Everybody Wants Some!! (2016)

Richard Linklater | 1hr 56min

The pretension and faux-philosophising of Richard Linklater’s untroubled Generation X characters is much more a distinguished feature rather than flaw of his wandering, nostalgia-ridden screenplays. The times we spend within these worlds are often defined within microcosmic bubbles, and yet his unhurried narratives unfold with the sense that they could go on forever, treading the line between hedonism and enlightenment with an air of self-assurance. That Everybody Wants Some!! acts is a spiritual sequel to his 1993 coming-of-age movie Dazed and Confused rather than a direct continuation is an important distinction to make – high school freshman Mitch Kramer will forever be 14-years-old as far as we are concerned, just as his older counterpart in this film, Jake Bradford, will eternally be 18, permanently existing within those three, carefree days leading into the official start date of the 1980 college semester.

As usual, plot is the least of Linklater’s concerns. Everybody Wants Some!! is richly character-driven, and while each member of this college baseball team is defined early on by their quirks and relationships, it isn’t until after the accumulation of time they spend together that we, along with Jake, begin to sink into the cool dynamic between them. This isn’t to say that they are all chilled-out pleasure seekers, especially given the egos running high among that always seem to have something to prove in the inanest competitions. These young men make each other’s knuckles bleed in feats of endurance, defiantly offer “triple or nothing” bets in games they are already losing, and the tempers in some run particularly short, leading to bar fights. But the stakes remain extraordinarily low all through this film, and it is through those scenes where their strengths, flaws, and idiosyncrasies emerge organically with little external pressure that we begin to accept them as they are. Beauter will always be unusually protective over his real name, just like Niles will always be a little highly-strung and Finn will always be a smart-ass. Even if they fail to identify it in themselves, there is real significance to their petty struggles, reflecting the trials of a young generation as equally disillusioned as they are idealistic.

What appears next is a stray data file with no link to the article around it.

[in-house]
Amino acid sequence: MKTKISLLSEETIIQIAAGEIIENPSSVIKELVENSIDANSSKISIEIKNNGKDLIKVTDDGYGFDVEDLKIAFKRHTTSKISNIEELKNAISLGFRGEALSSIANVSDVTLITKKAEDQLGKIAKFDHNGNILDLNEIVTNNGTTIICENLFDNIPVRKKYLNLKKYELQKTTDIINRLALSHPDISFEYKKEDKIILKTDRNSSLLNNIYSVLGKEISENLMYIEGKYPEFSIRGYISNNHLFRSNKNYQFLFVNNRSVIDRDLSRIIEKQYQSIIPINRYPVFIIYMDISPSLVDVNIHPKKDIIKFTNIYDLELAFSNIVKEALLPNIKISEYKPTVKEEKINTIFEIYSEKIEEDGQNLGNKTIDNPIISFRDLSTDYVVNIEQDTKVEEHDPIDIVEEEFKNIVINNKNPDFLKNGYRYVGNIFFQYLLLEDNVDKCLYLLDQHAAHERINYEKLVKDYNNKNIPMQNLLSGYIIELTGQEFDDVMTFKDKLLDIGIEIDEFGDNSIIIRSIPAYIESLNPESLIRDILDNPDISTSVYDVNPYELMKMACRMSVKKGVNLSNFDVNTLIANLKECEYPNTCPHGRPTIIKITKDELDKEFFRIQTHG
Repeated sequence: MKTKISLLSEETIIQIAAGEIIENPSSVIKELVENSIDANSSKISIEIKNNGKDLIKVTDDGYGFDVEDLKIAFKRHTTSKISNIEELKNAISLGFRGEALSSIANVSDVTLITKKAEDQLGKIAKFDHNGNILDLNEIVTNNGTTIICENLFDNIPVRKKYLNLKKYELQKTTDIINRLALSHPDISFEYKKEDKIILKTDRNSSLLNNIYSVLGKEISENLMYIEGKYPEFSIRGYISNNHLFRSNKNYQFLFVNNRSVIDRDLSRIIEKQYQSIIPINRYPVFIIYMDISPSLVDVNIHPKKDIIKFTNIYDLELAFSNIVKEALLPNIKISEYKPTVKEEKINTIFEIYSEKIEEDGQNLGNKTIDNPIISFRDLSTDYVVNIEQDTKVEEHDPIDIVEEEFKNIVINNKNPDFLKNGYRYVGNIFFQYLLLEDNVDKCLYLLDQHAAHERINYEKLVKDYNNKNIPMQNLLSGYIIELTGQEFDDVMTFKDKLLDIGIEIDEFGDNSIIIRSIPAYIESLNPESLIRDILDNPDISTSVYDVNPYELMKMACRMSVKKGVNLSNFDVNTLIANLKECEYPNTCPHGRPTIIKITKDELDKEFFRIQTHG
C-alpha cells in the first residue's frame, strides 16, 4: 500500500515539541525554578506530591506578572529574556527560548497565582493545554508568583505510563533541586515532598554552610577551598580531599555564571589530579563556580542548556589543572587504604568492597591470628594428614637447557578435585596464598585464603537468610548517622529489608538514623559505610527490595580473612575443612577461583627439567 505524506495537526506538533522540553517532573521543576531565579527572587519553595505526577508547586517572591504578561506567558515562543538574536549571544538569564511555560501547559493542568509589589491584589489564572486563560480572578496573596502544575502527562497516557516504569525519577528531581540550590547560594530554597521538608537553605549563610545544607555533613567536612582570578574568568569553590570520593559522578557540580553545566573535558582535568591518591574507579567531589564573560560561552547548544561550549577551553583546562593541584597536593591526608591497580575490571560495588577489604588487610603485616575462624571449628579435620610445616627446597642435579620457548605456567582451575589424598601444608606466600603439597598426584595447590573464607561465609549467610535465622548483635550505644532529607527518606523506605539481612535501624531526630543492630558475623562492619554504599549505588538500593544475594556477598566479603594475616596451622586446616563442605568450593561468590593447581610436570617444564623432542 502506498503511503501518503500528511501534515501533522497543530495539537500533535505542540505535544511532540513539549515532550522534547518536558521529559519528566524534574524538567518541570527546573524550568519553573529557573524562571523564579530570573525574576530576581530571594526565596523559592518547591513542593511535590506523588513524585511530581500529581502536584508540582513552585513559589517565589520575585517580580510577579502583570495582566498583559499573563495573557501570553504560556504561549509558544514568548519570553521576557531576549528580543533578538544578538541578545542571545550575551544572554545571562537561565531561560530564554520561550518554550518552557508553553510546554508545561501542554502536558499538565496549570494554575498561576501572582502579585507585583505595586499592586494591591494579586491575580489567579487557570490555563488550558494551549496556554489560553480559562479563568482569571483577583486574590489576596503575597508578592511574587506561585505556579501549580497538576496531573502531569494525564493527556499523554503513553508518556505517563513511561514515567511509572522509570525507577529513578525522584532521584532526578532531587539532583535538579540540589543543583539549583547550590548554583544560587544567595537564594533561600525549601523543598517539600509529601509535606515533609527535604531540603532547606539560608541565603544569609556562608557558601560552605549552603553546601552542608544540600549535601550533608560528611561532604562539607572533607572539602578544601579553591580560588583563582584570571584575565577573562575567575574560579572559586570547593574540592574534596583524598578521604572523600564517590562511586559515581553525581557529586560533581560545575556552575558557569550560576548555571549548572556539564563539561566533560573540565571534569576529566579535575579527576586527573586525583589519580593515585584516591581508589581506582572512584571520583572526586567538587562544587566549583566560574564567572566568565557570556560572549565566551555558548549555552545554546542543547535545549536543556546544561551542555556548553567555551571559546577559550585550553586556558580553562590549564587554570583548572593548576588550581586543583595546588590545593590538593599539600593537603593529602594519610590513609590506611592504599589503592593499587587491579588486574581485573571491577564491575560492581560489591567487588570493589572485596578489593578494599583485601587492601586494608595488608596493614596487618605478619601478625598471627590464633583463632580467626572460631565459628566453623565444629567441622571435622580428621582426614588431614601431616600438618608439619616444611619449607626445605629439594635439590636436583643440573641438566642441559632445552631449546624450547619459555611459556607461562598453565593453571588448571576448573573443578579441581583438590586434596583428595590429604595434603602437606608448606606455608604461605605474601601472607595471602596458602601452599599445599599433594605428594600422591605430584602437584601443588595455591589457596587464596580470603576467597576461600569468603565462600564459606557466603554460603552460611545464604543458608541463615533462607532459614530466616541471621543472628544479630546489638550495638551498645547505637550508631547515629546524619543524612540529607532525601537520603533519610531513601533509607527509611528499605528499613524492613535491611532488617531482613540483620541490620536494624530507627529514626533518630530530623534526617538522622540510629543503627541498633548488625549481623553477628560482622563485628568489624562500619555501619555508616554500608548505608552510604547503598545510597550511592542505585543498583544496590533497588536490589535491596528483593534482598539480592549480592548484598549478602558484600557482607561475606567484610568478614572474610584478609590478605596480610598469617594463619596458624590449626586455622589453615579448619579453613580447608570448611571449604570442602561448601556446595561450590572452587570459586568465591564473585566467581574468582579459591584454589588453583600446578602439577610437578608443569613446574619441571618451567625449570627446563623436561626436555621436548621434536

An incredibly rich ensemble of characters. Even the minor characters have their own idiosyncrasies.
A mural reminiscent of Dazed and Confused, used more than once as a backdrop to the character drama.

This chasm between their surface behaviours and the philosophy Linklater thoughtfully considers beneath the veneer of masculinity only ever closes on rare occasions. It certainly doesn’t happen in those scenes where Willoughby rambles on about finding who you are in “the tangents within the framework” of a Pink Floyd song before taking a massive bong hit, though Linklater doesn’t cast heavy aspersions on his aloof, ostentatious behaviour. As it is revealed later, he is a 30-year-old who fraudulently adopts different names to keep returning to college, unable to let of the past much like Matthew McConaughey’s character in Dazed and Confused. This man is living with a huge amount of cognitive dissonance that no amount of drugged-out meditating will solve.

Wyatt Russell takes the Matthew McConaughey character in Everybody Wants Some!!, playing a much older man hanging out with college students to relive his college days.

It is rather in a quiet, tender moment between Jake and another girl on campus, Beverly, where a touch of innocent self-awareness emerges. As they enjoy the last few hours of joyful freedom before classes begin, they disappear from campus and savour their time together in a nearby lake, sharing their loves for baseball and theatre. After spending the past three days quietly observing and learning the ways of college life, he finally opens up with his own personal interpretation regarding the Greek myth of Sisyphus. To him, the endless task of pushing the same boulder up a hill every day is a blessing, not a curse, creating meaning in the absence of any broader purpose, and through that both he and Beverly begin to understand each other’s passions a little more.

“Things only mean as much as the meaningfulness we allow them to have.”

An unusually beautiful sequence for a Linklater film, as the college baseball players drop in on an Alice in Wonderland themed house party run by theatre majors.